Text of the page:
By Dr. George S. Stevenson and Geddes Smith. Price, $1.50. Pp. 186. London: Oxford University Press; New York: The Commonwealth Fund, 1934.
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Twenty-five years have passed since the first child guidance clinic was established in Chicago. At present there are more than two hundred such clinics in this country. In this book Stevenson and Smith first give the history of the evolvement of these clinics, sometimes spoken of as the mental hygiene movement. After describing the general scientific background and the popular demand for such clinics, they describe the early clinics, especially the demonstration clinics sponsored by the National Committee for Mental Hygiene. The early failures and successes of each clinic are discussed. Succeeding chapters deal with the methods used in mental hygiene clinics, the place, need and function of such clinics in a community and their relationship to the practice of medicine.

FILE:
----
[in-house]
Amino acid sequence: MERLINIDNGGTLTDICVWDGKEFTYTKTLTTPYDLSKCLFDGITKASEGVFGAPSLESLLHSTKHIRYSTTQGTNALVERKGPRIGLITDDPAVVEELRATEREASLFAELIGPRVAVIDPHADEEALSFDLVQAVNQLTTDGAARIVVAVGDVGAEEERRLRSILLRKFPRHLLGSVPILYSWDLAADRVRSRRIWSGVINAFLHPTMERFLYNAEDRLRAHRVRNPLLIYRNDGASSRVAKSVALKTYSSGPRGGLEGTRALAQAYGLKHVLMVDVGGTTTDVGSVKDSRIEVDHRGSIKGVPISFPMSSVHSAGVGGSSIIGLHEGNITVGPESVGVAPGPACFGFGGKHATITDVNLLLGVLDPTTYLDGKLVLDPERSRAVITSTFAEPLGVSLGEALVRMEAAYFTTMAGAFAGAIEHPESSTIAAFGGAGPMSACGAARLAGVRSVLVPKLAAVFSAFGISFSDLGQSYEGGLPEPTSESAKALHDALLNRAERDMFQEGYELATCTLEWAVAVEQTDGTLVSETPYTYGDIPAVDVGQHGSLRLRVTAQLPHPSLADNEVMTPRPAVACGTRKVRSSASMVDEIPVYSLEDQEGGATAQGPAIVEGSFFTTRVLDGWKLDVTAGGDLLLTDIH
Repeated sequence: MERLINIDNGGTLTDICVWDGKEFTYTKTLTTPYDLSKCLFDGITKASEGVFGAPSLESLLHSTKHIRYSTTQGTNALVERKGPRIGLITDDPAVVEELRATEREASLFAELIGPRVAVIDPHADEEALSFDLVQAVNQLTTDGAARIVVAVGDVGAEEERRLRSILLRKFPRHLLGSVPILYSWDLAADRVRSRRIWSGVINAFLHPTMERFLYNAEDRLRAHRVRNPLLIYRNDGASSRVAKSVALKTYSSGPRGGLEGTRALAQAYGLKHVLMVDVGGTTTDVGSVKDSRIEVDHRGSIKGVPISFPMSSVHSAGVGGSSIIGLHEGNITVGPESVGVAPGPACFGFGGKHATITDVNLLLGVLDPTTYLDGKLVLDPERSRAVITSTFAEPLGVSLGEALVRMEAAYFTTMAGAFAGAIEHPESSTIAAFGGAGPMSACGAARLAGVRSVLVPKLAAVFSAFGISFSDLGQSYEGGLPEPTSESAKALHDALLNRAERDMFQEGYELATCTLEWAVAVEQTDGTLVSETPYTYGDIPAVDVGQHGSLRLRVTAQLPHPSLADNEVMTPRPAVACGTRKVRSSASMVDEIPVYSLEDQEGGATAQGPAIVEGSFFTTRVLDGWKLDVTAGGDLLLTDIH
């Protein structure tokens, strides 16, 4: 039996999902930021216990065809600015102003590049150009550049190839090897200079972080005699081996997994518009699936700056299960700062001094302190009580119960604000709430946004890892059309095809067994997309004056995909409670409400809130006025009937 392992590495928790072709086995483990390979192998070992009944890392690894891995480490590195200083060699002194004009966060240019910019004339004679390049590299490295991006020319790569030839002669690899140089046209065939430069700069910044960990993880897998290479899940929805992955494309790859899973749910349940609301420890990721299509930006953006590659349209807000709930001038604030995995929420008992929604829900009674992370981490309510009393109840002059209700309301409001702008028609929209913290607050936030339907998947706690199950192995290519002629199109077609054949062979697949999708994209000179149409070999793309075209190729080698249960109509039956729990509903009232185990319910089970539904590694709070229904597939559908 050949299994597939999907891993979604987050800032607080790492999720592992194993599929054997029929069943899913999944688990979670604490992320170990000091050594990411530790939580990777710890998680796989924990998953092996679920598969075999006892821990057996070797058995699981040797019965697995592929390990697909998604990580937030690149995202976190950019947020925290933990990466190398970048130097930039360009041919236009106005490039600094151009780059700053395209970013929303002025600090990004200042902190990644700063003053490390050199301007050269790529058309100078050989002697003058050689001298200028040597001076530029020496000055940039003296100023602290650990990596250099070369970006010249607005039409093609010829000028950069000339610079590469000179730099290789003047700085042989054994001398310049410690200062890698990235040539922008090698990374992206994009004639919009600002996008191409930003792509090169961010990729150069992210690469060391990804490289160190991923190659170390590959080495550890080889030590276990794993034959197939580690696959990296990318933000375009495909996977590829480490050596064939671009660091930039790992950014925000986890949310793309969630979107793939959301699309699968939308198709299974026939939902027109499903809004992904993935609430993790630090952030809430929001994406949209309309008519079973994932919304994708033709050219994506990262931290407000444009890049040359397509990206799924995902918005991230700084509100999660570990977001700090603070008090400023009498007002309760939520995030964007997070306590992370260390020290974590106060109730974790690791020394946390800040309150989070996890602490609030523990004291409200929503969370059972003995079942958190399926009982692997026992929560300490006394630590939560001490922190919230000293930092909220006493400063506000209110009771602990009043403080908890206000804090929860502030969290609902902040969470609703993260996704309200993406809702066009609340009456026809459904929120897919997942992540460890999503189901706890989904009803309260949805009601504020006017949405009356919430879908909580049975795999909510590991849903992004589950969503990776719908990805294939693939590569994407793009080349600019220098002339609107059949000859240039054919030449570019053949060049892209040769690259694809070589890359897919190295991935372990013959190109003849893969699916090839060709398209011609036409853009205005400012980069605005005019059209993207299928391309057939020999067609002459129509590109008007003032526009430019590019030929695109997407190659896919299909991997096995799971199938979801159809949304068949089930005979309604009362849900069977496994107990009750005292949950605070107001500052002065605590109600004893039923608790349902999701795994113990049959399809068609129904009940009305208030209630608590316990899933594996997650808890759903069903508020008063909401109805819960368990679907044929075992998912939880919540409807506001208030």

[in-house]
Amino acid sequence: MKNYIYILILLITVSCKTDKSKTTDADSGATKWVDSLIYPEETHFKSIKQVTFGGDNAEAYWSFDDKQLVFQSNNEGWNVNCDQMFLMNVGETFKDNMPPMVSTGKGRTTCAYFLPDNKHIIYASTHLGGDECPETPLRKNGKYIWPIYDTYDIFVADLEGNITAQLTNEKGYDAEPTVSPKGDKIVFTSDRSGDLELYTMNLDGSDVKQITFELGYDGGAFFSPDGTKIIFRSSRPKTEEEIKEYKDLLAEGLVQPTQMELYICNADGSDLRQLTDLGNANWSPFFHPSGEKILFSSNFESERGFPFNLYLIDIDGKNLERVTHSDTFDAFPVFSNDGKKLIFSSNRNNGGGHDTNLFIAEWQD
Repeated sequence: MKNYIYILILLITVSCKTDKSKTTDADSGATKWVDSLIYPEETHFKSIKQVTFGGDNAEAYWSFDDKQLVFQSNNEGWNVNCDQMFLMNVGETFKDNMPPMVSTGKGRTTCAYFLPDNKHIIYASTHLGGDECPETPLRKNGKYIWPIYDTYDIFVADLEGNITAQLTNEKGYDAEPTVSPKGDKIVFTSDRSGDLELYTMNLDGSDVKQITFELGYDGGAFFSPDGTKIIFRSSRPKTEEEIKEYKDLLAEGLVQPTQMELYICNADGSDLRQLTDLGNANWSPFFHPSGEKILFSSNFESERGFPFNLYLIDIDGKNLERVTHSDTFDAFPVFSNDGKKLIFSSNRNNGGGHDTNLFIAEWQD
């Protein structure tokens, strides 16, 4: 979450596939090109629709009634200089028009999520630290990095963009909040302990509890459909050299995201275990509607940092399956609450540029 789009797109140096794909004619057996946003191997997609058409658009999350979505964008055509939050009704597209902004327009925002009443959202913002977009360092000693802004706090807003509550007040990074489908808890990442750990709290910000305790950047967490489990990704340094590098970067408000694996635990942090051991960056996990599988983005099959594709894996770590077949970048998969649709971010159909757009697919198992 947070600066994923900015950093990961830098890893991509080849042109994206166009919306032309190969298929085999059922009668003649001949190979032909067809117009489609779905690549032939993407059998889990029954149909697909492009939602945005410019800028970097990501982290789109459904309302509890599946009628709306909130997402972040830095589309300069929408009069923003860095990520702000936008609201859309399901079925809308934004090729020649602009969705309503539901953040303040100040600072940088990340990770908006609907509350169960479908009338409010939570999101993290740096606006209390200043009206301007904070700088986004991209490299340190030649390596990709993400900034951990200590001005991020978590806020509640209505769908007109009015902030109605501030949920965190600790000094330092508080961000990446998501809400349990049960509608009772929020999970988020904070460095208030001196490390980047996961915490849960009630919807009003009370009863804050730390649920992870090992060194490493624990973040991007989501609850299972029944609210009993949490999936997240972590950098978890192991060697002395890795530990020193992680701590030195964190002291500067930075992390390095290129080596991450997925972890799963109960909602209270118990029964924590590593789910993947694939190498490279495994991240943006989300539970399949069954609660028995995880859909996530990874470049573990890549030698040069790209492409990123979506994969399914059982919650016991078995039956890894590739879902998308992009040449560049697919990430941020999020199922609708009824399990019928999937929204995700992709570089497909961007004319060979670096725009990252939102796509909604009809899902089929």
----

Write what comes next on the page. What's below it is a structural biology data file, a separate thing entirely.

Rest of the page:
The book is of value because it is the first history of mental hygiene clinics. It is historically somewhat inaccurate in not giving sufficient credit to the clinics other
Child Guidance Clinics.. Am J Dis Child. 1935;49(2):551. doi:10.1001/archpedi.1935.01970020266027